Change, that is what Gianna DiBartolomeo is constantly looking for. Change in the materials used and the way her work will impact you. It’s an ambitious and courageous approach to creating. Many artists stick to one discipline often afraid to make too many changes and step beyond their comfort zone. However, Gianna, views change as a way to make things better. Her process with change involves identifying excess, removing it and honing in on the bare bone essentials. We visited Gianna at her studio at the FIU campus. It’s a space reflective of this constant change and of which every inch is used for her many different installations. Recently, she used entire the space to build out an installation that required only one material - painter’s tape. Using simple materials in unexpected ways marks the essence of her work. Regardless of her approach, her goal is to deliver art for us to stare, ponder and unite over shared emotions.
What's your earliest memory in art?
I recently went through family photos, and for some reason, I always had a pencil in my hand and I was holding it up, so that was really strange. There is photographic evidence of that. As a professional, it would be when I went to college and took a class with Professor Clive King, it just changed the way I looked at art and I knew in that moment that this is what I wanted to do. He had a big influence in me becoming an artist.
Who are some of your favorite artists?
Locally, the guys at Laundromat for sure. It's always fun to go over there. Brilliant minds over there in one collective space. There are several of my professors that I admire their work. Pip Brant is one. She views embroidery as painting, so that's been very helpful in my work. Jacek Kolasinski, his work is so interesting, very conceptual.
Of really well know artist, I know he gets a lot of flak, but I love Damien Hirst. I'm mean come on, who thinks of these things! The other artist is Tara Donovan. She uses really simple objects like foam cups staked into beautiful landscapes. Straws and pencils put together in really beautiful ways.
How would you describe your art?
I say I'm a mix media artist who uses ordinary materials in unpredictable ways. The subject matter in my work is always tied to personal memories. I'm really talking about everyday things and emotions that everyone can connect to. I'm reliving those experiences and feelings on a different level. I'm an abstract artist. I like the abstraction of my work because I can hide in plain sight. I may be talking about the deepest, darkest, lightest thing I want to say, but still hidden and open to interpretation. I like many different mediums, but right now I'm in love with the embroidery. I love the process and gets me into a zone.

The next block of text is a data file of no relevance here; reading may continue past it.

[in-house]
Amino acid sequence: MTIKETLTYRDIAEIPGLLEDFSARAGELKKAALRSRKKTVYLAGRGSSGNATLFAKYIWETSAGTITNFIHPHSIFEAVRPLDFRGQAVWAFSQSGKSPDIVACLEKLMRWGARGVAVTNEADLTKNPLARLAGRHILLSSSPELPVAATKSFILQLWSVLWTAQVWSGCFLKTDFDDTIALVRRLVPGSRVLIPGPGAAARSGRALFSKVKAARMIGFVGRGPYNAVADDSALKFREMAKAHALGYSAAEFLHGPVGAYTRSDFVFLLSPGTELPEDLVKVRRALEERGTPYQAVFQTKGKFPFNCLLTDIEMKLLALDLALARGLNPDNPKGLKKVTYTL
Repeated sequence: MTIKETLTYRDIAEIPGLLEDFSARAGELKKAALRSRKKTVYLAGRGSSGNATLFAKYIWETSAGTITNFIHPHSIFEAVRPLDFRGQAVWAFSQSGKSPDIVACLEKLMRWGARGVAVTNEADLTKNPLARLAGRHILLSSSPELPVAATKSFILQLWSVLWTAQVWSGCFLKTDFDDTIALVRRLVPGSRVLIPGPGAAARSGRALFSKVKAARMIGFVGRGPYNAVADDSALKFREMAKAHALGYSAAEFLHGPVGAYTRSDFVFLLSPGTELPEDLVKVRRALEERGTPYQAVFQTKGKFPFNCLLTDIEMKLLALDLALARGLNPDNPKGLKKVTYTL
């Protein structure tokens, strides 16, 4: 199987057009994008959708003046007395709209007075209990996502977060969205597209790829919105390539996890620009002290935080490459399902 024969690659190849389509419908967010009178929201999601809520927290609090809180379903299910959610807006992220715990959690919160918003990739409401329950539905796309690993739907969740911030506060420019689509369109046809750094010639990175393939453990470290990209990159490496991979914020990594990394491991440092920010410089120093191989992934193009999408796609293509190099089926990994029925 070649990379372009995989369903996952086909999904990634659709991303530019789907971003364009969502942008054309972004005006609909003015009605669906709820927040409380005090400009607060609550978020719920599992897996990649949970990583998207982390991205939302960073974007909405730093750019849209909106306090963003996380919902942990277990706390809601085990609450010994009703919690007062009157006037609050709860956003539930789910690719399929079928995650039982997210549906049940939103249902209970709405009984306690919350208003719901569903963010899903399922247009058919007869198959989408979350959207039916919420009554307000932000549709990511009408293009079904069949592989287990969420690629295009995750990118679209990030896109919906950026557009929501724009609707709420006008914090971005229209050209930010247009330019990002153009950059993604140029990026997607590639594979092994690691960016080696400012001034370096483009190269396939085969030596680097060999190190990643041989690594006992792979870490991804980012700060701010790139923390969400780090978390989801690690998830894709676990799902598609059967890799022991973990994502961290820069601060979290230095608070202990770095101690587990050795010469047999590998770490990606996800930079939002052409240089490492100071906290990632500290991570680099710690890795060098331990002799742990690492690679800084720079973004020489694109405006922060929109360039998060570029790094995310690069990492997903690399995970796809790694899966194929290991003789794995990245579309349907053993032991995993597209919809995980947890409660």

What is your creative process?
I think there is always an idea first and then I'm constantly thinking about the materials I use to convey the idea I'm working through. Sometimes you work through a piece and say this is not working. I think I'm always working on eliminating and trying to say what I'm going to say, with as few elements as possible. No clutter. I love the pieces I'm working on, I think they are great pieces, but for me it's still not "it." You never stop honing it.
Who had the biggest influence in your art?
I would have to say that FIU undergrad had a large influence. I didn't come from an art background when I got started but my professors embraced me and challenged me.
Item you use the most in the studio?
The needle. It's always simple. Tread, or in the current project it's tape.
What are you working on, any shows or projects?
I currently have two shows. One in Wynwood called "On the Edge of Urban." I have a solo show at Northern Trust in Key Biscayne. I'm having a group MFA show in Doral and then Art Basel craziness. I'll be showing at Superfine.
What do you want do accomplish with your art?
That's a tough question. You want to be that person that makes the art, that makes those micro changes for someone. For people to connect.